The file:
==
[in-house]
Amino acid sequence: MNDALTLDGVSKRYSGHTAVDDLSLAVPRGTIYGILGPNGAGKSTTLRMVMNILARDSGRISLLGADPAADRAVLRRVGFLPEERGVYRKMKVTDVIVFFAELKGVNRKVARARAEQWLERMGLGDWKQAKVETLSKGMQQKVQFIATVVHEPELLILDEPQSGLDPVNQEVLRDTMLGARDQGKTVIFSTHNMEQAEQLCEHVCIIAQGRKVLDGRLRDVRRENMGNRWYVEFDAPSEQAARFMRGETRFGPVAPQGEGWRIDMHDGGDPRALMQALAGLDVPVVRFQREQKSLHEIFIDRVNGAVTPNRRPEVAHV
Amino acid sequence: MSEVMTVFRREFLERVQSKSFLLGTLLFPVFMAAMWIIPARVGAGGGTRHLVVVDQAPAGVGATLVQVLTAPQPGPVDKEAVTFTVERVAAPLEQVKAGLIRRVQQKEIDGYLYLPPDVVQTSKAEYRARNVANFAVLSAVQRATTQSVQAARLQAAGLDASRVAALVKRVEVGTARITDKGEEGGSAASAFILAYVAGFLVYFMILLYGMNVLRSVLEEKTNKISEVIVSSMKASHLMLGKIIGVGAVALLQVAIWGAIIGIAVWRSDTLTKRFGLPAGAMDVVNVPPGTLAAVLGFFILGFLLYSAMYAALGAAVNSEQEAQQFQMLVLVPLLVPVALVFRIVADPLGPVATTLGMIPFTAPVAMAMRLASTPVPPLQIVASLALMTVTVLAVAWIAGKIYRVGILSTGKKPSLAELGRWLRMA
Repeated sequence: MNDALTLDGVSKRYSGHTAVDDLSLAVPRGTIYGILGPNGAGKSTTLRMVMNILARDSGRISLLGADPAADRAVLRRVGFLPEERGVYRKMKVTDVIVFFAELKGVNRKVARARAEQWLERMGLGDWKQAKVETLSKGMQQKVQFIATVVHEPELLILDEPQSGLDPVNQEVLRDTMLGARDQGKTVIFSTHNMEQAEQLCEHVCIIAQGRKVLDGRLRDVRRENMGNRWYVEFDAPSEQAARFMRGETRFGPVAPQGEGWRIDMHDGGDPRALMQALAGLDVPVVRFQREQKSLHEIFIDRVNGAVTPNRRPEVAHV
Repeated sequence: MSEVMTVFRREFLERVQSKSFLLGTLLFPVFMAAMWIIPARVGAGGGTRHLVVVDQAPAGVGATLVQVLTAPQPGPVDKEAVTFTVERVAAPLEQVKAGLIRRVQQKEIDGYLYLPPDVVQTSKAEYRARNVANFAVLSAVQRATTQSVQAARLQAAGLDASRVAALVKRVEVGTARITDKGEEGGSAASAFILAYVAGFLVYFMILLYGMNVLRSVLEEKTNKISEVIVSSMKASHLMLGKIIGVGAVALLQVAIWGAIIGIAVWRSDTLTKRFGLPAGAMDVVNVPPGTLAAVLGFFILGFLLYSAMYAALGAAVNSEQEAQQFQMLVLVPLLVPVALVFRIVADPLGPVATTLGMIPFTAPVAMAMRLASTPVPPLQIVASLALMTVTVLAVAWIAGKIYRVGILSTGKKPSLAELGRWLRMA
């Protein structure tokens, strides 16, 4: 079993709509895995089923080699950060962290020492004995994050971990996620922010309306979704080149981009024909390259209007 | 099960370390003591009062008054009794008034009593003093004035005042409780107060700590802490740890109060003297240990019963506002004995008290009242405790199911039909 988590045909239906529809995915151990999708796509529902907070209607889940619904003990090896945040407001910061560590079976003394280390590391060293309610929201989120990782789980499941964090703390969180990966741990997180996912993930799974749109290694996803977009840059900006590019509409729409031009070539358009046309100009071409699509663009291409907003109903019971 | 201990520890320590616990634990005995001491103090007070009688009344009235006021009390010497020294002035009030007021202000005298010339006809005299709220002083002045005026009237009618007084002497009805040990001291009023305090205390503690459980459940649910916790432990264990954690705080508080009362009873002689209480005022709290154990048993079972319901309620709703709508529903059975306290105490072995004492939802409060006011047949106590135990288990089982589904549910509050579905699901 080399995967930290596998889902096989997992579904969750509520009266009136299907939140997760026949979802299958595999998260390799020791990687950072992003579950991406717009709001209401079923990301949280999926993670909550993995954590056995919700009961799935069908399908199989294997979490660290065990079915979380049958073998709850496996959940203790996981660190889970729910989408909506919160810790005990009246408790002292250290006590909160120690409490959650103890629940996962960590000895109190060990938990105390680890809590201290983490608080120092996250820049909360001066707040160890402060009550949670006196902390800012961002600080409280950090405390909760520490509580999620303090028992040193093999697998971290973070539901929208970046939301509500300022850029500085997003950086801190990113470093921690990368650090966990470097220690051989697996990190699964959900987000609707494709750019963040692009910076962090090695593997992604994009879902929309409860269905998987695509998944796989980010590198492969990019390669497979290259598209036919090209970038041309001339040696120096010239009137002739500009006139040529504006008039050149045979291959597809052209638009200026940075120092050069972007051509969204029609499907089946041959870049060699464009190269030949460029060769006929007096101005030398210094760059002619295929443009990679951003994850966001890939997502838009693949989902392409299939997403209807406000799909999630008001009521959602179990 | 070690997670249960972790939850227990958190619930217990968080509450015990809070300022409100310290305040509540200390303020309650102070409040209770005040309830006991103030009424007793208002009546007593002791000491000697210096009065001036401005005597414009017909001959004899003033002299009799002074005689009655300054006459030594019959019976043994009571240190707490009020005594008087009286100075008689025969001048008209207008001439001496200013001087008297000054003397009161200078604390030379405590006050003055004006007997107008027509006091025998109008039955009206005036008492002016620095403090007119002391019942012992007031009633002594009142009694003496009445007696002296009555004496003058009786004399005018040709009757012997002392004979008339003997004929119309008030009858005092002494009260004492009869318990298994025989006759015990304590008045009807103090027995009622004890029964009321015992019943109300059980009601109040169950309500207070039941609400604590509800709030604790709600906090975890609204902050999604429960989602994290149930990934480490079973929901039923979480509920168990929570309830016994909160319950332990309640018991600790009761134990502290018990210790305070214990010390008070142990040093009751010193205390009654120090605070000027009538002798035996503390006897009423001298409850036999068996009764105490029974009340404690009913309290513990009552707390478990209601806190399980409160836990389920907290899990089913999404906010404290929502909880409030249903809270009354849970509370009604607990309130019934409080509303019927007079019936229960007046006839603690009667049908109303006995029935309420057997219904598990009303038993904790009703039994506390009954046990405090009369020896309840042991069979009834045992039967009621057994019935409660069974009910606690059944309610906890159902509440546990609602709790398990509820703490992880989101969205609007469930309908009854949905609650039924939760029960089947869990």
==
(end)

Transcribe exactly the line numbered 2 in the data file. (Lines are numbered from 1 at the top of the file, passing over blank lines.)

Amino acid sequence: MNDALTLDGVSKRYSGHTAVDDLSLAVPRGTIYGILGPNGAGKSTTLRMVMNILARDSGRISLLGADPAADRAVLRRVGFLPEERGVYRKMKVTDVIVFFAELKGVNRKVARARAEQWLERMGLGDWKQAKVETLSKGMQQKVQFIATVVHEPELLILDEPQSGLDPVNQEVLRDTMLGARDQGKTVIFSTHNMEQAEQLCEHVCIIAQGRKVLDGRLRDVRRENMGNRWYVEFDAPSEQAARFMRGETRFGPVAPQGEGWRIDMHDGGDPRALMQALAGLDVPVVRFQREQKSLHEIFIDRVNGAVTPNRRPEVAHV